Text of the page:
Nearly half of workers would accept a lower salary to work for an organisation that is socially and environmentally responsible, a survey of over 14,000 consumers in nine countries has uncovered.
The findings also suggest that almost three-quarters of employees and employment seekers are more attracted to companies that are environmentally sustainable, with COVID-19 having made this all the more important.
Nine out of 10 respondents said that the pandemic had affected their views on environmental sustainability, more so than disasters due to weather events and news coverage on the topic, while half are now willing to pay a premium for sustainable brands.
Dr Murray Simpson, global lead for sustainability, climate and transition at IBM Global Business Services, which carried out the survey, explained how companies are now having to adapt to reflect their customers' principles.
“The survey showed respondents worldwide are increasingly concerned about the global climate crisis, and we have also observed businesses in many industries looking to take action to meet their customers’ and investors’ expectations and manage their own environmental goals,” he continued.
“We see many companies beginning to make strides to build transparent supply chains or improve energy management to reduce carbon emissions with the help of innovative technologies like AI and Blockchain.”
The survey was carried out in the US, UK India, Canada, Germany, Mexico, Spain, Brazil and China, with 73% of respondents saying that climate change is now very or extremely important to them.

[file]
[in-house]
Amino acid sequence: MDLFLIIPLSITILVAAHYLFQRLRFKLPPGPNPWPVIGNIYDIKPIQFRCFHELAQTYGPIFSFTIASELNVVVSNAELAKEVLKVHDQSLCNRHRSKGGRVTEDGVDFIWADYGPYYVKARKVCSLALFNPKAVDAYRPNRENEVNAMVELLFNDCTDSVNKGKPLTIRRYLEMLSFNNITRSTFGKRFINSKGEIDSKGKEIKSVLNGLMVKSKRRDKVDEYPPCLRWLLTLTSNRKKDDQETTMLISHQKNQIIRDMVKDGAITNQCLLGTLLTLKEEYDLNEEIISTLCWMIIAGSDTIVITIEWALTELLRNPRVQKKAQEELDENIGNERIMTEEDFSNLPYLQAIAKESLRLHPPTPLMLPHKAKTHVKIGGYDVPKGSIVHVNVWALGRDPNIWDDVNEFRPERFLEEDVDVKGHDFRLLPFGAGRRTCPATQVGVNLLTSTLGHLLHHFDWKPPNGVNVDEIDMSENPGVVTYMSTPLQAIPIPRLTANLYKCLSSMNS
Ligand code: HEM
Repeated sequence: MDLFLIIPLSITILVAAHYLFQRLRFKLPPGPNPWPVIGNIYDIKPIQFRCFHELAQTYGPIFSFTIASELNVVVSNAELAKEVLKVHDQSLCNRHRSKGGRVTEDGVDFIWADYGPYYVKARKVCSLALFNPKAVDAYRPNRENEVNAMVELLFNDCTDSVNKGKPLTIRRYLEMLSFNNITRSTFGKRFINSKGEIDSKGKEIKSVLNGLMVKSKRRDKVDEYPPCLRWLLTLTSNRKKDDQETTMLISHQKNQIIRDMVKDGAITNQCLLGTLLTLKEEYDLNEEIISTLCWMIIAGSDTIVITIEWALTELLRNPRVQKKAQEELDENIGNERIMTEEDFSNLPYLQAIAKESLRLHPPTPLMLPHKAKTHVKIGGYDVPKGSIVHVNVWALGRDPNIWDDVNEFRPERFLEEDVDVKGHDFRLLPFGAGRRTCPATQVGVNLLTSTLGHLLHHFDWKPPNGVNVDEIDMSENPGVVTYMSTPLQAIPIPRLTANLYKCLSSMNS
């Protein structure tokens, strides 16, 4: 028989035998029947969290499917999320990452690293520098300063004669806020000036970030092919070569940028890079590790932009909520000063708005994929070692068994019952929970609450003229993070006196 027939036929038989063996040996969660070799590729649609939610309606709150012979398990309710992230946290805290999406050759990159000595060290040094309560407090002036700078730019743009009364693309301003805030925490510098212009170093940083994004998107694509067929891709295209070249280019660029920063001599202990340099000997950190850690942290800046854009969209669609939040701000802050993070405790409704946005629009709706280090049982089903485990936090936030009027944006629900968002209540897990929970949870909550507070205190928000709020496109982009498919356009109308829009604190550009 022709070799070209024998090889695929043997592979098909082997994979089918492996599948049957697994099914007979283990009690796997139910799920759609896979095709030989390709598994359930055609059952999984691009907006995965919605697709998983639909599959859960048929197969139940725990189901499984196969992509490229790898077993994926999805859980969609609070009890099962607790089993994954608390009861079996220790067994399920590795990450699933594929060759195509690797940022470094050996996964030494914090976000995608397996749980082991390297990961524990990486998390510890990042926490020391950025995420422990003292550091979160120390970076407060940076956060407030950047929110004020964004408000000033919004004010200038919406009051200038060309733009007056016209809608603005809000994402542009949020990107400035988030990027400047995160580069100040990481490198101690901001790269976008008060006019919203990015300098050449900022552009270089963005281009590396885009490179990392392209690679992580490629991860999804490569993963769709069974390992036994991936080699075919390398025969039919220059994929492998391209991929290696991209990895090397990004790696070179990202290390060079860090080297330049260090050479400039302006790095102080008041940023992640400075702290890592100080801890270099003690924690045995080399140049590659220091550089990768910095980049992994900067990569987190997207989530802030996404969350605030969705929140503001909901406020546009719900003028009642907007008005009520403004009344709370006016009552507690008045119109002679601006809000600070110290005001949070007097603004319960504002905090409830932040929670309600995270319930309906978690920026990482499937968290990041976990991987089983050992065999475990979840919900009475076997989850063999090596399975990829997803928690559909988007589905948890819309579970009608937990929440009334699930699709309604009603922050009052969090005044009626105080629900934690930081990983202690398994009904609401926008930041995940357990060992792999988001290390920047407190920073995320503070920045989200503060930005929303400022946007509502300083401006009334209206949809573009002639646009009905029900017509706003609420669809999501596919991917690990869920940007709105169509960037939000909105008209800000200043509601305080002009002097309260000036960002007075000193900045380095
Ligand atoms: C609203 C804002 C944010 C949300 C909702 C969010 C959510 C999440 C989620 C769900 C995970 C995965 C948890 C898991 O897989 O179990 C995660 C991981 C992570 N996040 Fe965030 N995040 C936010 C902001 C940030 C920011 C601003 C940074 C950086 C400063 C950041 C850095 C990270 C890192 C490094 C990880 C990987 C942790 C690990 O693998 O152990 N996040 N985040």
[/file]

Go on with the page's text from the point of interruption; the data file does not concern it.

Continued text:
The findings come just one day after separate research published by sustainability consultancy Anthesis suggested that more than half the UK workforce sees sustainability as an important factor when choosing a company to work for.
Its study of over 1,000 adults also found that 40% of workers are disappointed by the lack of effort and resource put into sustainability by their employer.
And despite the latest government figures estimating that businesses collectively spent £2.5bn on environmental protection, 31% feel that their employer still views sustainability as merely a 'tick box' exercise.
“Sustainability must become an integral part of an organisation's business strategy,” said Brad Blundell, UK managing director at Anthesis. “Whilst addressing some of the world's most pressing problems, it also impacts brand reputation and talent attraction,
“Some of the most sustainable companies are also the most profitable. After the uncertainties of 2020, organisations need to refocus their ambitions, make up for lost time on their sustainability goals, and double down on their efforts to reach net zero.”
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